"Sir?" she prompted him, "Should we inquire into the progress of the Lt. Colonel's investigation?"

Roy gave a reluctant sigh, "It would be prudent." Slowly he rose to his feet, rubbing his sore leg as he did so, wondering if it was ever going to heel properly. Gathering his coat, Roy paused a moment and stepped back over to Klose's bed. He slowly sat himself down at the foot of the bed looking over at her. Klose tried to avoid eye contact with him, fidgeting with her sheets to distract herself from him.

"Can you tell me…" he waited for her to look up at him before continuing on. If he could see how her eyes reacted to his questioning he could judge the truth in her statement. Luckily for his patience, Klose fell into his web, "Can you tell me how you got out from beneath that building and into the one we found you by?"

A knock came at the door; Riza glanced over but did nothing for it, she was intent to let the Brig. General finish.

"… I didn't get out from beneath a building…" she sat back slowly, confused by the question.

Roy frowned, "You had to have done that. You said you were next to a building that exploded," he adjusted himself at the end of the bed, "two of the three structures exploded outwards with enough force that the building walls entered the alleys. The floors collapsed down freely. An immense amount of debris was in the alleyways and streets."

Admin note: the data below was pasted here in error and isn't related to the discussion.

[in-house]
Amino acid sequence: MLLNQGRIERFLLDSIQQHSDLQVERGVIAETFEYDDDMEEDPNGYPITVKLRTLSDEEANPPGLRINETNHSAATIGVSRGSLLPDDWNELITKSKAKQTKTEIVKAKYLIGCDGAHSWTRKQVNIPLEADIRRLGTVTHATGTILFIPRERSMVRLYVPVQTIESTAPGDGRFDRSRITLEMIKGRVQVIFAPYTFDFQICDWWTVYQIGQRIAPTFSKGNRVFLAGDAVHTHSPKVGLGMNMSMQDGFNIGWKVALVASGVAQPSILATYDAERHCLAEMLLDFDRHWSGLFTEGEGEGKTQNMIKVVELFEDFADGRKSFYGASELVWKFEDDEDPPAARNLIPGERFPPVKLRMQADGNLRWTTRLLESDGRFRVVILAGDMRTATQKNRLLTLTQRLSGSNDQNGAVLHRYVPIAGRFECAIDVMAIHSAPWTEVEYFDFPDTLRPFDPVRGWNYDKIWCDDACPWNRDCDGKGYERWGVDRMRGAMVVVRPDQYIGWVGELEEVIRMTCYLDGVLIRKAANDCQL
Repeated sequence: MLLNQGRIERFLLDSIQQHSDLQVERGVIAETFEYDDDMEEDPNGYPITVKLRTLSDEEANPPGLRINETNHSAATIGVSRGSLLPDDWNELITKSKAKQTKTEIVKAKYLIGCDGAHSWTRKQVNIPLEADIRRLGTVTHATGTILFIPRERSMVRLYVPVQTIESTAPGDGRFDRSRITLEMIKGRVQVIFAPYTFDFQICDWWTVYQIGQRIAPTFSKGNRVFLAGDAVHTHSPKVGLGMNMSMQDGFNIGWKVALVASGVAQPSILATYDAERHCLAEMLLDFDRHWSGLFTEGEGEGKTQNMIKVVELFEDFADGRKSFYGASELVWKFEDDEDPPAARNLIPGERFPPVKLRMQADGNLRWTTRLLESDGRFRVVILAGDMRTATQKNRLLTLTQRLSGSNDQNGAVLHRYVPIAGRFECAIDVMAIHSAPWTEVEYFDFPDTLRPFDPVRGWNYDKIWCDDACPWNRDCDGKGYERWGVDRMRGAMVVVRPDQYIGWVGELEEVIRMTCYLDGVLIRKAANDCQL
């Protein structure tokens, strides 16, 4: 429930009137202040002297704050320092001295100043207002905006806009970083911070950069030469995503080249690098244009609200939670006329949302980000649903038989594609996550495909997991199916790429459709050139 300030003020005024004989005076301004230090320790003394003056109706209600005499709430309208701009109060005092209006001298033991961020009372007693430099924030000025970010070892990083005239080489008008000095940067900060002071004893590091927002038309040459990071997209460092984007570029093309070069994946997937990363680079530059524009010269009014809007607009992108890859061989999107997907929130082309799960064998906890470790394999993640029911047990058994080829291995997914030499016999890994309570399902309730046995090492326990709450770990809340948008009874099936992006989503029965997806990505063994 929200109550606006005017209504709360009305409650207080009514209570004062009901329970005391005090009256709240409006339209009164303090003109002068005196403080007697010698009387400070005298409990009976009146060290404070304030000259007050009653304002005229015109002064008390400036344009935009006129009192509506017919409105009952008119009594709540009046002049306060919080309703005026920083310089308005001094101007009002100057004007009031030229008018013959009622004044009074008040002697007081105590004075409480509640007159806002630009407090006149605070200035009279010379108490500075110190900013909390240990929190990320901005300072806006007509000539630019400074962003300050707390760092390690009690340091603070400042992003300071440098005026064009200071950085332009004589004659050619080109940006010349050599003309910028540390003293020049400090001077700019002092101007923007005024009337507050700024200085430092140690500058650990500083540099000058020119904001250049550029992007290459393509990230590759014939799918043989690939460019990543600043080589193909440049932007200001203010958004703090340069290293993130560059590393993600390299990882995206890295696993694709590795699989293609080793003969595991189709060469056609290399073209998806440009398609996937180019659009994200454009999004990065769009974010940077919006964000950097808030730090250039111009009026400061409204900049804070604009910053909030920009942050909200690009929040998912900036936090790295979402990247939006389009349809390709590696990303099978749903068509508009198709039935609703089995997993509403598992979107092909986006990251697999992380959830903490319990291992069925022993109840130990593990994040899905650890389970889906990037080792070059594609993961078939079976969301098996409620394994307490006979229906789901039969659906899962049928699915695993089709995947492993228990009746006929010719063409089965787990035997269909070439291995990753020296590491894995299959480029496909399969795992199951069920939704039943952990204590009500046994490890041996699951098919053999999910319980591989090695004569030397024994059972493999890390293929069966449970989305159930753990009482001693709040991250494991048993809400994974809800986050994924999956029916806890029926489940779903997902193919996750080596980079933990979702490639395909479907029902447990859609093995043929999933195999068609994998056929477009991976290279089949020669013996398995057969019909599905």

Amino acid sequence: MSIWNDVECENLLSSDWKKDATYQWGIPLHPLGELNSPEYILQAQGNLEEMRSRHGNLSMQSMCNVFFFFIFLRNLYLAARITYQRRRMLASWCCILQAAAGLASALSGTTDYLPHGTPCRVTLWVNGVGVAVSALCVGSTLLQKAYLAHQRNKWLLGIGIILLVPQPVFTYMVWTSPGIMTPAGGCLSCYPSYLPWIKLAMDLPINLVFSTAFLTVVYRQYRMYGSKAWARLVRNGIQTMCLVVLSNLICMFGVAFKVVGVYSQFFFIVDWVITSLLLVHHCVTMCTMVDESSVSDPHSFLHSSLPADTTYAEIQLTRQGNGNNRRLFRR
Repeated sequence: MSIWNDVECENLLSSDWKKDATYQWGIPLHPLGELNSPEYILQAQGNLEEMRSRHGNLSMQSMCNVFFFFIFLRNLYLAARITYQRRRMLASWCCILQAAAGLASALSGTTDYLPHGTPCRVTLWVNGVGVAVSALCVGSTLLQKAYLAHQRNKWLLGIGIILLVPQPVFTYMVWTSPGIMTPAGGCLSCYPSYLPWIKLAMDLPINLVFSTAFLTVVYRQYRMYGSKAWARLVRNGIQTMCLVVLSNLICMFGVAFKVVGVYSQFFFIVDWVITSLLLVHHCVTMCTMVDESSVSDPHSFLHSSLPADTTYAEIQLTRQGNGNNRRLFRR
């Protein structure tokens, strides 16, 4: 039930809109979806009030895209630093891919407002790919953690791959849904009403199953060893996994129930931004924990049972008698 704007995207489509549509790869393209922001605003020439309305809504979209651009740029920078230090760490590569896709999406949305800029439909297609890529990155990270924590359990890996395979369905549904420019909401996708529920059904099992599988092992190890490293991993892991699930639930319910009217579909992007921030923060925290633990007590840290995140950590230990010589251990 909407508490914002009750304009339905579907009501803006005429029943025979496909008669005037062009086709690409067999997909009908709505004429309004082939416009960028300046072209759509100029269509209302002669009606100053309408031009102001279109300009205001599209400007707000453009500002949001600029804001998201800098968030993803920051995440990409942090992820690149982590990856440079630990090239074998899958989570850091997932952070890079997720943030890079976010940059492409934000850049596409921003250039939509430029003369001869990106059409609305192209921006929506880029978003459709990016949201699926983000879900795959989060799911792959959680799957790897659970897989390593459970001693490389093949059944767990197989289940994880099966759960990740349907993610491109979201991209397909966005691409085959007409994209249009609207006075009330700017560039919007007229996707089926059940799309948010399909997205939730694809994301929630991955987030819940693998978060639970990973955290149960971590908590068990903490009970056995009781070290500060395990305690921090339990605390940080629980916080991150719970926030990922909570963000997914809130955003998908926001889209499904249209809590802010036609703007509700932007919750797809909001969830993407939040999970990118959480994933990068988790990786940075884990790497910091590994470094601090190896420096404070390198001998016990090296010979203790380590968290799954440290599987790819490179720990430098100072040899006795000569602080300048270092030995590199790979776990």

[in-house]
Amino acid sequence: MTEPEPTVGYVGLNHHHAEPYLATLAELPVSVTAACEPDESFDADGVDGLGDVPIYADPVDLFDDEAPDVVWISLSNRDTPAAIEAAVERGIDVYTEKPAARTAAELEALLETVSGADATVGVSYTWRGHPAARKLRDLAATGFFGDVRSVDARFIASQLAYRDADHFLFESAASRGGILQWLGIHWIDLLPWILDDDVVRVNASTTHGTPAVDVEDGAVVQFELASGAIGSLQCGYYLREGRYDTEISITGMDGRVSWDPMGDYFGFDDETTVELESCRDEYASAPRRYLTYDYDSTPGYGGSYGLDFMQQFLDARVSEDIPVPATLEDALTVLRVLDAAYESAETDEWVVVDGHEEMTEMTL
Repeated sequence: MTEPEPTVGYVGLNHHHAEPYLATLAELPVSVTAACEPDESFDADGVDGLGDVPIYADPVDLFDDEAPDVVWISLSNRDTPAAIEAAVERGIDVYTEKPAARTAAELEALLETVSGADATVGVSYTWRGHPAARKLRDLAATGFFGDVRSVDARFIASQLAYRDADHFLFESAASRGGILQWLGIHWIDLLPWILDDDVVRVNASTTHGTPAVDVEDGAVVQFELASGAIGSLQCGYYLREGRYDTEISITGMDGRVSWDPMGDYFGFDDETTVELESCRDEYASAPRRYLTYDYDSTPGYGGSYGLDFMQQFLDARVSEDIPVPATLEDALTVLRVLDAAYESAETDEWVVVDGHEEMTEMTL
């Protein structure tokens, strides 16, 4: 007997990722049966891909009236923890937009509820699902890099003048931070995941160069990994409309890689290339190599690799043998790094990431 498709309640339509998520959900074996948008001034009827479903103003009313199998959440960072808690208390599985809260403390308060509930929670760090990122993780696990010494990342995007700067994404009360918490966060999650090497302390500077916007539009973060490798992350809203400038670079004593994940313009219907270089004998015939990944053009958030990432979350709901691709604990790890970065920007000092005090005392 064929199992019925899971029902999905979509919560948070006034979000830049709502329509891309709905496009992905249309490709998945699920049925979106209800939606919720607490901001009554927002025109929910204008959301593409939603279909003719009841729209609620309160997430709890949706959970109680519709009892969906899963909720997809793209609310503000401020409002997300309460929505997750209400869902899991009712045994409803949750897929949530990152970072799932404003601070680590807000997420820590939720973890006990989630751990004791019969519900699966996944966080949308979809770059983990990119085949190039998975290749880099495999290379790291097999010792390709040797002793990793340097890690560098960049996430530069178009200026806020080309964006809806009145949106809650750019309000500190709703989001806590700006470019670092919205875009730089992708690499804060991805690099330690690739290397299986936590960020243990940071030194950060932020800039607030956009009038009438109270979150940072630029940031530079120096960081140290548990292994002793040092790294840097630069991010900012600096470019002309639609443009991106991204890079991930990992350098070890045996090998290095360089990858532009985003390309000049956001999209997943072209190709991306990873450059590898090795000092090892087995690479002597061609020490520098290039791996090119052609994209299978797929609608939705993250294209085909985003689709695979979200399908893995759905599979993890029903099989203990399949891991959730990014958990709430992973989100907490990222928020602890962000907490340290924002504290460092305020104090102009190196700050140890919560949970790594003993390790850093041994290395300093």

Klose carefully ran that through her mind, "I don't understand… that's not what…"

"But the building Sergeant Broche found you two lying by was an office building the third structure toppled onto because one of the charges didn't go off. That was the building you came out of. The back alley was the separation between the two locations. It was filled with chunks of wall, flooring and general debris that would have been impossible to dig out of from below. Was there a pocket you two were in and how did you get out of it?"

Looking down into her lap, Klose tried to replay the moments in her mind.

"The explosion happened on your right hand side did it not?" Roy gestured to the obvious display of gashes, scabs, scrapes and bruises that centered heavily on the right side of her body, "You must have been in that back alley behind both buildings. If you had not made it that far, then when the building had exploded, you would have had no way to gain access to the area we found you in. You would have retreated to the market because of the debris. Now, if you were deep in the alley, near its other end, building two would have killed you before building three did."

Roy's matter-of-fact speech sent a chill into her spine, "We… turned a corner… and went another way."

"Fair answer. So, my question again was, 'how did you get out from under that pile of debris?'"

Klose sat there, her eyes in her lap, replaying the moment Al used the transmutation circle she'd drawn for him. She did not want to tell him that. Though, if what he was saying was correct, she could not dodge an honest answer. Her shoulders deflated, "I don't know."